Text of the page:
Space and cyber were specifically noted in the 2009 Defence White Paper as capability priorities for the ADF. This article, written by Ben Lambeth, a respected and prolific air power writer, discusses the interrelationship of air power, space power and cyber power concepts and is therefore of particular interest to the RAAF and the ADF. Lambeth argues that rather than discussing air power, there is now a need to develop unified three dimensional theories that stress the synergy of air, space and cyber power. He borrows from Clausewitz in stating “space, like the Earth’s atmosphere and electromagnetic spectrum, may have its own grammar, but it does not have its own logic.” This argument largely reflects how the USAF defines air power “the synergistic application of air, space and information systems to project global strategic military power.” However, although Lambeth is correct in noting “while the air, space, and cyberspace mediums are all separate and unique physical environments, taken together, they present a common warfighting challenge in that operations in each are mutually supportive of those in the other two”, his argument is problematic in not acknowledging that space and cyberspace equally impact land and maritime environments as it does air. In this regard, the challenge for the ADF and the RAAF is not in recognising space, cyber and air as one but in understanding cyber and space as truly joint domains which the air, land and maritime environments must exploit in an integrated manner.
Spacepower and Warfare
by M.V. Smith
Joint Forces Quarterly, 1st Quarter 2011
"In the bluntest of statements: space warfare is a certainty in the future because the use of space in war has become vital … Regardless of public sentimental or environmentally shaped attitudes towards space as the pristine final frontier, space warfare is coming." The author provides this quote of Colin Gray to support his logic-based argument that space warfare is inevitable, especially between two spacefaring nations at war. While recognising that space is not exclusively a military operating environment and that significant support continues to exist among nations of the world to avoid the weaponisation of space, this article is very much a description of possible offensive and defensive space warfare measures. For the majority of nations, including Australia, who are predominantly consumers of space capability rather than providers, this article serves as a warning that the hardening of military and civilian communication, navigation and sensor systems against the potential loss or disruption of space based capabilities is a prudent hedge against possible future space warfare.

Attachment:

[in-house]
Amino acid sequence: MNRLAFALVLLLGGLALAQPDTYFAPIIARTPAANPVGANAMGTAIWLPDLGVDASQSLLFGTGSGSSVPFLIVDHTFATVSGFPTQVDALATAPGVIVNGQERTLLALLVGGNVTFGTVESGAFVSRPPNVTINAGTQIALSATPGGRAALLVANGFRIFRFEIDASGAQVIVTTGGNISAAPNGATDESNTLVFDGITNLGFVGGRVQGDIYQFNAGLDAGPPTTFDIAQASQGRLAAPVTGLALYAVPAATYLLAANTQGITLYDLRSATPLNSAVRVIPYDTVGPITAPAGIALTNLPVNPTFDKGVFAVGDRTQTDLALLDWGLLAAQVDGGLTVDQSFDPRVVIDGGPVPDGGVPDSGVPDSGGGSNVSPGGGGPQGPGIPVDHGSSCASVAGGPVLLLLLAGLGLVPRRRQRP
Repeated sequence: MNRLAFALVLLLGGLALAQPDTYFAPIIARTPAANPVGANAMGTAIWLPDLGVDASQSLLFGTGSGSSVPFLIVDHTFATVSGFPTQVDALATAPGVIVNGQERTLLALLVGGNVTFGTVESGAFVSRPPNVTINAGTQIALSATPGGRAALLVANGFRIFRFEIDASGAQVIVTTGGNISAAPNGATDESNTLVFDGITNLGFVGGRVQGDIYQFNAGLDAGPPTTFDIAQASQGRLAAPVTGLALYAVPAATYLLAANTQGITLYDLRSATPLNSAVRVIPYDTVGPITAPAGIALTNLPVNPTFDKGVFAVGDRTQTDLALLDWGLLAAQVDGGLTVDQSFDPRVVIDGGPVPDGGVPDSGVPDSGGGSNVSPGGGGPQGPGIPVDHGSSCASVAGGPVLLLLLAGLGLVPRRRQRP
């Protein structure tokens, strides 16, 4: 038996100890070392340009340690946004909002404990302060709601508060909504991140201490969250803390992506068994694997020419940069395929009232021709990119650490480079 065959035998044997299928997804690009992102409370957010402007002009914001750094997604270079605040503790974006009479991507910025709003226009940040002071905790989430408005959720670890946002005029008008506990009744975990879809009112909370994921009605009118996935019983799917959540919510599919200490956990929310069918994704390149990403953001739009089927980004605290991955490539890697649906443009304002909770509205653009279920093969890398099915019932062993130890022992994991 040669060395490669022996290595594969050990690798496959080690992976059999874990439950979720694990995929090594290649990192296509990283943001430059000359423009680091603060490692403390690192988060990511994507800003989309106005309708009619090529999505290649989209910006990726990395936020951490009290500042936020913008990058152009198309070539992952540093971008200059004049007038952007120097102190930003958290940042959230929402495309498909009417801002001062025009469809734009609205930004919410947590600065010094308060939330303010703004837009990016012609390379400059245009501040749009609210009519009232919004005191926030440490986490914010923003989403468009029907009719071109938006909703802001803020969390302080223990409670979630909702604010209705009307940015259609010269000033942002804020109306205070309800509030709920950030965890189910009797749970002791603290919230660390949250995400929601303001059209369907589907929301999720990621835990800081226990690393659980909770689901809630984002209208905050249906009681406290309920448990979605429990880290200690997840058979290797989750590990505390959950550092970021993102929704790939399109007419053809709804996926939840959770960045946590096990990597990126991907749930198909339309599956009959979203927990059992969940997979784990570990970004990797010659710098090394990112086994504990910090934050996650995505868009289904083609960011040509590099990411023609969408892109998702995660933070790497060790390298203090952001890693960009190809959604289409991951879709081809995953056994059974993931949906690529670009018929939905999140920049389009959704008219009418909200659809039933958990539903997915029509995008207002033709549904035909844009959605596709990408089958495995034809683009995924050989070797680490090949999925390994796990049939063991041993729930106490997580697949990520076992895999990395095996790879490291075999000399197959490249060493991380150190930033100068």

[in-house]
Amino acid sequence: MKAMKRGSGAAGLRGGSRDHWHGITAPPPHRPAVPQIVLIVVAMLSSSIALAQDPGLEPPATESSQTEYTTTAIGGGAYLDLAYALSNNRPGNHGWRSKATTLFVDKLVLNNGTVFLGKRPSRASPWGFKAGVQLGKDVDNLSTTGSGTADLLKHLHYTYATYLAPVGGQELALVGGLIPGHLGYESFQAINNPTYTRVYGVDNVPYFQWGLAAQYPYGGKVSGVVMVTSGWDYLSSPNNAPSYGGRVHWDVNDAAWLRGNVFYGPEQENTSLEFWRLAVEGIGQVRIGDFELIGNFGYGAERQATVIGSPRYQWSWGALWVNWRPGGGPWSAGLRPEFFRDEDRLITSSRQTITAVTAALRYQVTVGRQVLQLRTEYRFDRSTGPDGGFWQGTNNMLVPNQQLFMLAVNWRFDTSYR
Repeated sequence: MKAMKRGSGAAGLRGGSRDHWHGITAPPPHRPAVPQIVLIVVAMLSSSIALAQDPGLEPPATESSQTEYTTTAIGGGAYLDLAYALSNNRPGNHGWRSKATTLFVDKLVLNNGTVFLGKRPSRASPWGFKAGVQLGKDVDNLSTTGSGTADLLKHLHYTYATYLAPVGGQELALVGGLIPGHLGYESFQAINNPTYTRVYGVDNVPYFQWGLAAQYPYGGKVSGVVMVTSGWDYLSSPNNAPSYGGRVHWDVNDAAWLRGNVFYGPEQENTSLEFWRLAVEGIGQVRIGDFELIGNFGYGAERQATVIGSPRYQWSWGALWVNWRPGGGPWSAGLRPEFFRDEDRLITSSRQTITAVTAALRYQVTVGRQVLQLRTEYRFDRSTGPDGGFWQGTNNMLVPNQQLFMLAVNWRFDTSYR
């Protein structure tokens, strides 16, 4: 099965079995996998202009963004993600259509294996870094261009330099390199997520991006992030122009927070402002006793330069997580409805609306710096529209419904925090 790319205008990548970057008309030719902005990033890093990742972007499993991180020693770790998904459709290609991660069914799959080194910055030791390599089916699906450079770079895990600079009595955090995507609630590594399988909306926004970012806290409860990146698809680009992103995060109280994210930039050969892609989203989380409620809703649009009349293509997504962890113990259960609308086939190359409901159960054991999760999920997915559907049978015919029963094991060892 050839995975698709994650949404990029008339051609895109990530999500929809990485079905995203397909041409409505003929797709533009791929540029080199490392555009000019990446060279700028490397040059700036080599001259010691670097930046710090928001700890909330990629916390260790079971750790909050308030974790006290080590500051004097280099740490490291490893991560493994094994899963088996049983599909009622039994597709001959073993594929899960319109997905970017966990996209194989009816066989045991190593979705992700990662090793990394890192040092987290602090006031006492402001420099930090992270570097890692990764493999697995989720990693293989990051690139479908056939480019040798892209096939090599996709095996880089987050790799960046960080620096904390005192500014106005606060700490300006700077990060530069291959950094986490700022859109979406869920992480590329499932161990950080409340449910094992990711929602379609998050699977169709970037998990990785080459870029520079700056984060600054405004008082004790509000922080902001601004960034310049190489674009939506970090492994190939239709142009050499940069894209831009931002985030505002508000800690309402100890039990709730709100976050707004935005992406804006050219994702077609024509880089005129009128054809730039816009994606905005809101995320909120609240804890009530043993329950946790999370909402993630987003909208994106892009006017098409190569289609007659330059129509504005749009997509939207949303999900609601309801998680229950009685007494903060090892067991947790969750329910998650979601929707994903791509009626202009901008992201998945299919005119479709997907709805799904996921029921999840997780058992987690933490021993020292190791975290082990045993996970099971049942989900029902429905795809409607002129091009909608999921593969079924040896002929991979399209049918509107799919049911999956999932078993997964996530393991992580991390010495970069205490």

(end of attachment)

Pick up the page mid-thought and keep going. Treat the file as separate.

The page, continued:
by Rebecca Grant
AIRFORCE Magazine , Vol. 94, No. 1, January 2011
January/February 2011 marks the twentieth anniversary of Operation Desert Storm. In this article, Rebecca Grant recaps this pivotal event and notes a number of enduring lessons learned regarding the use of air power in major joint operations. For five weeks, from 17 January to 24 February 1991, the US led Coalition conducted offensive independent air operations against Iraqi forces in Iraq and occupied Kuwait. This enabled the subsequent Coalition ground offensive, backed up by a significant amount of air support, to achieve their objectives in only four days, while experiencing unprecedented low numbers of friendly force casualties for warfare at this level. From the air power perspective, Operation Desert Storm represented a watershed moment for its employment, where unity of command of air forces, the delivery of precision weapons, the employment of stealth aircraft and the significant integration of space assets into air operations became new norms.
Did you know ... ?
In 1973-74, huge areas of Australia were inundated in what were, at that time, the most damaging floods in our history. The RAAF responded with detachments from eight operational squadrons as part of a massive flood relief operation. Aircraft, including Hercules, Caribou, Dakota and Iroquois, operated out of small country airfields across the flooded regions, as well as from RAAF bases in Queensland, New South Wales, South Australia, and the Northern Territory. They airlifted people stranded by the floodwaters, dropped fodder to livestock marooned on pockets of high ground, airlifted food and supplies to isolated communities, and flew sick and injured to medical aid centres. A large number of RAAF personnel, especially the men and women based nearby, also assisted those in need on the ground.
The views expressed in this newsletter and the linked articles are entirely those of the authors and not necessarily those of the Royal Australian Air Force.